Patrick McPartlin: Time for Ayr's marketing to reflect on-field progress

The annual appearance of a glamour model in bodypaint to promote Ayr United's new kit doesn't play well with all the good work being done to make football progressive, writes Patrick McPartlin

A general view of Somerset Park, home of Ayr United. Picture: SNS Group
A general view of Somerset Park, home of Ayr United. Picture: SNS Group

I’ve got a bit of a soft spot for Ayr United, due to my great uncle James spending time at the club in the first half of the 20th century. Somerset Park always feels like a “real” football stadium, with real character and plenty of memories ghosting around the terraces, and the fact it hasn’t changed much since James was there makes trips to the ground a bit special.

The Honest Men have had a fine season so far, and are currently topping League One having scored over 100 goals in all competitions.

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So the fact that glamour models in bodypaint are being employed as PR stunts to promote the club’s new kits doesn’t sit right with me and, judging by the comments I’ve read online, isn’t particularly appreciated by the bulk of the club’s fans.

It’s not the first time a new Ayr strip has been launched in this manner. In 2016, equality groups hit out at a similar kit launch, and one FIFA executive committee member branded it “soft porn” and “atrocious”.

Chairman Lachlan Cameron said in response to the negative reaction at the time: “Just because someone finds something offensive in life doesn’t mean it actually is.”

But Cameron’s dismissal of the complaints doesn’t make it any more palatable - and it certainly doesn’t cut it two years later, with a background of the #MeToo movement. The inclusion of a male model wearing bodypaint in this year’s promo, in what was presumably an effort to escape accusations of sexism, was all too predictable, and only served to highlight the fact that a backlash was expected.

The glamour model approach is solely the work of the sponsor, rather than the club, and the promotional pictures are notably, and perhaps pointedly, absent from Ayr’s official social media channels. There was little fanfare to accompany the official announcement on the club’s website.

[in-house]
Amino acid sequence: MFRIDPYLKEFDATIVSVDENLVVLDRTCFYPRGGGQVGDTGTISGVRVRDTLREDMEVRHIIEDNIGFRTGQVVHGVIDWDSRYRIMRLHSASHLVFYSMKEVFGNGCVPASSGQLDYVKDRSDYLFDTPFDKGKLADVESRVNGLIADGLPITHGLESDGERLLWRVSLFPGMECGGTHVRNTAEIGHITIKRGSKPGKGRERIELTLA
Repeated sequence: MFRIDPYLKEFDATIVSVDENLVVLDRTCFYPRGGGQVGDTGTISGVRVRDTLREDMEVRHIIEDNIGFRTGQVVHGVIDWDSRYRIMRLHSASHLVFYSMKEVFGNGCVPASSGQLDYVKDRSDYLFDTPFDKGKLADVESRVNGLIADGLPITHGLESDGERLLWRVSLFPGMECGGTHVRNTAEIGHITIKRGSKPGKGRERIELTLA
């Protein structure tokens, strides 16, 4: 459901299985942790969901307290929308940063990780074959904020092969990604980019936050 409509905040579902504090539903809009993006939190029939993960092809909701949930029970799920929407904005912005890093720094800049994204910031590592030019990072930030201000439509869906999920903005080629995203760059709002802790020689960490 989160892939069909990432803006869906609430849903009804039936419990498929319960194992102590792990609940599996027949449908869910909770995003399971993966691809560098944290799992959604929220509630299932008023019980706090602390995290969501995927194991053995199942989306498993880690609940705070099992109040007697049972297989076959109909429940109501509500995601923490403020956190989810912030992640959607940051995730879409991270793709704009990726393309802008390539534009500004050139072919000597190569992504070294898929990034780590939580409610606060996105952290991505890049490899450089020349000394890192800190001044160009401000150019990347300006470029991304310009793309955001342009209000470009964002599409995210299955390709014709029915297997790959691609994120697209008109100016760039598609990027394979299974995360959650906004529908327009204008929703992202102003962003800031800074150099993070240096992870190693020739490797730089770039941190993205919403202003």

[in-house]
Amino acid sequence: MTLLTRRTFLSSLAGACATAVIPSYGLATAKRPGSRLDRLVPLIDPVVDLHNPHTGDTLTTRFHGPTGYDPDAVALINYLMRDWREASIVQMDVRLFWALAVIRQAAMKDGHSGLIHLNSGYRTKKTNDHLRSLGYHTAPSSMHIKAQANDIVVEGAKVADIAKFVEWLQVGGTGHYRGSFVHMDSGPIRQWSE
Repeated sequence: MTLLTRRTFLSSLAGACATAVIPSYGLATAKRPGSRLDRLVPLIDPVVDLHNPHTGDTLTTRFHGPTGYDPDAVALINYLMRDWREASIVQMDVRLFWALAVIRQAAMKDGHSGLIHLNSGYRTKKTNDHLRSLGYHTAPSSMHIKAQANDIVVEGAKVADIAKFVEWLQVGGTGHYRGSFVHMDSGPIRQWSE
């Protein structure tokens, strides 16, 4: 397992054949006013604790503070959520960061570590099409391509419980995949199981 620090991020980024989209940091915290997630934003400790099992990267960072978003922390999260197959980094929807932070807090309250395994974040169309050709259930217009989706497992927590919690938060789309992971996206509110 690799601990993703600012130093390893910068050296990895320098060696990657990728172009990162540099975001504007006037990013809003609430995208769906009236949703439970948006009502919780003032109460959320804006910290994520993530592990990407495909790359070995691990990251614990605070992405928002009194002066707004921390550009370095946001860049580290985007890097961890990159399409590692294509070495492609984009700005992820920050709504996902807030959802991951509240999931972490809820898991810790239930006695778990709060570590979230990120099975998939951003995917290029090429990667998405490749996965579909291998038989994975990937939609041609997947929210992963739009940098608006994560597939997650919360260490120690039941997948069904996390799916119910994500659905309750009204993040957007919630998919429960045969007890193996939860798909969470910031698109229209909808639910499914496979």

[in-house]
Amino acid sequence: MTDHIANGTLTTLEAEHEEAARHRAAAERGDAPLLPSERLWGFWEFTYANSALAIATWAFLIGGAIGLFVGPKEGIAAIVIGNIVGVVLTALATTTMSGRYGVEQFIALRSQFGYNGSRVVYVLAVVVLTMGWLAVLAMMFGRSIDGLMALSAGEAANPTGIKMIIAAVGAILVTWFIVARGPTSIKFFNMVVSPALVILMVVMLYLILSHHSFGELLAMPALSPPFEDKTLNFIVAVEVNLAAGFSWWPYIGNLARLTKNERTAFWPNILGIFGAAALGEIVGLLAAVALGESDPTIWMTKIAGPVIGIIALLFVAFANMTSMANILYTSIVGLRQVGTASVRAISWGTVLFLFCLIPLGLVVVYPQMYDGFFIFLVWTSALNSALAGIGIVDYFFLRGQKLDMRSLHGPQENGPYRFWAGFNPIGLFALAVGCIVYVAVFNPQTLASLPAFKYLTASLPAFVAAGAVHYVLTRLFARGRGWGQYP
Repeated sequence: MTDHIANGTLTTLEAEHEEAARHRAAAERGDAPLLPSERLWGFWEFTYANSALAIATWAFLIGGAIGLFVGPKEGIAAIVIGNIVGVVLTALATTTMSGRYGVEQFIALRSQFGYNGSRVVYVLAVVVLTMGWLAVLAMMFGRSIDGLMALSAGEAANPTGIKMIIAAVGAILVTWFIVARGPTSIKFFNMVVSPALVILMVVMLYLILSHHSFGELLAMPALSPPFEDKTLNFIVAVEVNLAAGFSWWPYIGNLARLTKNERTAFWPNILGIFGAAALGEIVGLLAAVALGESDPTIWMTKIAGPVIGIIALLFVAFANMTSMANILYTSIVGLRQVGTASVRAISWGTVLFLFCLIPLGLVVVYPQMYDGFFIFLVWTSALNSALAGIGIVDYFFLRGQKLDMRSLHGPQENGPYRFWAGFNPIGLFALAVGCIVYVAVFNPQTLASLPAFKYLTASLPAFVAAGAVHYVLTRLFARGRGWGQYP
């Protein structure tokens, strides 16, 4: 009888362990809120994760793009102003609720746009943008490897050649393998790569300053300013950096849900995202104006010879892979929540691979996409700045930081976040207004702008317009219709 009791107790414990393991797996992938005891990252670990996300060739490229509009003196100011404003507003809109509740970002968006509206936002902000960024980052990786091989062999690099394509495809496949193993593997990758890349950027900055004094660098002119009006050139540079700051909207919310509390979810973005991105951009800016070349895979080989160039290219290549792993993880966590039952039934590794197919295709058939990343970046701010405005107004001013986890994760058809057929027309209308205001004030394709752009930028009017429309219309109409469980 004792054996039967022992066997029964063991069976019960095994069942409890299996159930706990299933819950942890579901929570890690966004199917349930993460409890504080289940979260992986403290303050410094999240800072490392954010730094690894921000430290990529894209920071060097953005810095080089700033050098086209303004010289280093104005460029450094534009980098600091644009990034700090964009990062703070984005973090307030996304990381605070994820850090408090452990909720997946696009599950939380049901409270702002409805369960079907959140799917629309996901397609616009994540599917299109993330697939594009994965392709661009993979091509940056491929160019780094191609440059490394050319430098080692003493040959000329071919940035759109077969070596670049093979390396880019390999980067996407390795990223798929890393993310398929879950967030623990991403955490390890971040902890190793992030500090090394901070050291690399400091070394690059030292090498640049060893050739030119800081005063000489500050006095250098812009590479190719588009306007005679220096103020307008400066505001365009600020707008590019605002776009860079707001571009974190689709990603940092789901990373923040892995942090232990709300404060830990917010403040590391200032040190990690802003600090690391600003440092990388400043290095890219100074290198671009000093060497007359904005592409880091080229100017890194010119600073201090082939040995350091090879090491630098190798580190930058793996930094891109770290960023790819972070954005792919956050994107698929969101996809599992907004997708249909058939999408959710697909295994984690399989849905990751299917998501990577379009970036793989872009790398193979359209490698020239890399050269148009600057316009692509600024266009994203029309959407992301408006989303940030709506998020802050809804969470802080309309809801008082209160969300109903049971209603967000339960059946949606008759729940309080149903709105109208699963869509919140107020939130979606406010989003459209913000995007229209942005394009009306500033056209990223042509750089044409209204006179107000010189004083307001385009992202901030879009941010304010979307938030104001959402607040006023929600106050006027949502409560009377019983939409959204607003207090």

The man behind the club’s sponsor deal, Canadian entrepreneur Calvin Ayre, has been financially supporting the club since May 2011, after learning his ancestors hailed from Ayrshire. His online betting firm Bodog was the club’s shirt sponsor for seven years, until a few days ago when the new deal was announced with - although the new kits will be branded with Bitcoin Cash, a cryptocurrency that was used to pay for the sponsorship deal.

Ayre was only too happy to promote “his” photoshoot on social media, proclaiming it to be a “bit better” than Ayr’s effort. The club had taken the relatively standard approach of photographing two players wearing the home and away shirts at the team’s Player of the Year awards evening.

Of course, it’s a win-win situation for Ayre and - previously Bodog -, regardless of what the club does. His self-styled “ever controversial kit launches” are widely covered by the world’s media, gaining greater exposure for Ayre and his ventures, but the club feels like a bit of an afterthought; a convenient vehicle to boost Ayre’s profile with little or no consideration for the wider impact on a family club like Ayr United.

Ayr can’t be blamed for trying to get the best financial deal they can, at a time when there is very little money in the lower echelons of Scottish football. Given the choice I’m sure fans would rather have the money, and their club’s future safeguarded and a better standard of player wearing the shirt, but there must be better ways of boosting publicity than reducing women to a marketing tool. A cursory glance at some of the smaller, newer teams in the United States who are building themselves up from a similar position to Ayr, and the manner in which they seek to market themselves, wouldn’t do any harm for instance.

We should certainly be encouraging and welcoming imaginative and inventive ways of promoting a club or product, and there have been some fantastic examples over the course of this season alone - Motherwell’s “Time for New Heroes” mini-film, or Dumbarton’s pre-Challenge Cup final video are just two examples right on Ayr’s doorstep.

At a time when some clubs are actively trying to encourage more female spectators, stunts like this are jarring. It helps foster the “man’s game” mentality, together with the small percentage of fans who wolf-whistle at female physios, or still aim homophobic slurs at players if they take a sore one in a tackle or make crude references to the offside rule whenever a female assistant referee is running the line.

It’s ironic that, in an era when VAR and goal-line technology is being debated across the globe, injured footballers are Snapchatting videos of their treatment on the pitch and Formula 1 chiefs are calling time on so-called grid girls, a club’s sponsor feels a 1970s throwback is - repeatedly - the right direction to ensure coverage. But, as the saying goes, if it ain’t broke, why fix it, and with the amount of articles both in print and online about Ayre’s kit launches, the Canadian millionaire has little reason to change course.

But if we’re happy enough to express our shock and disappointment, for example, at male footballers being abused over mental health issues during matches, as we were when Cowdenbeath’s David Cox opened up about the taunting he endured over his depression, shouldn’t we also be disappointed about half-naked women being used to flog football kits in 2018, when so many in the game - male and female, and at all levels from grassroots to the Scottish top flight - are busting a gut trying to take the sport forward?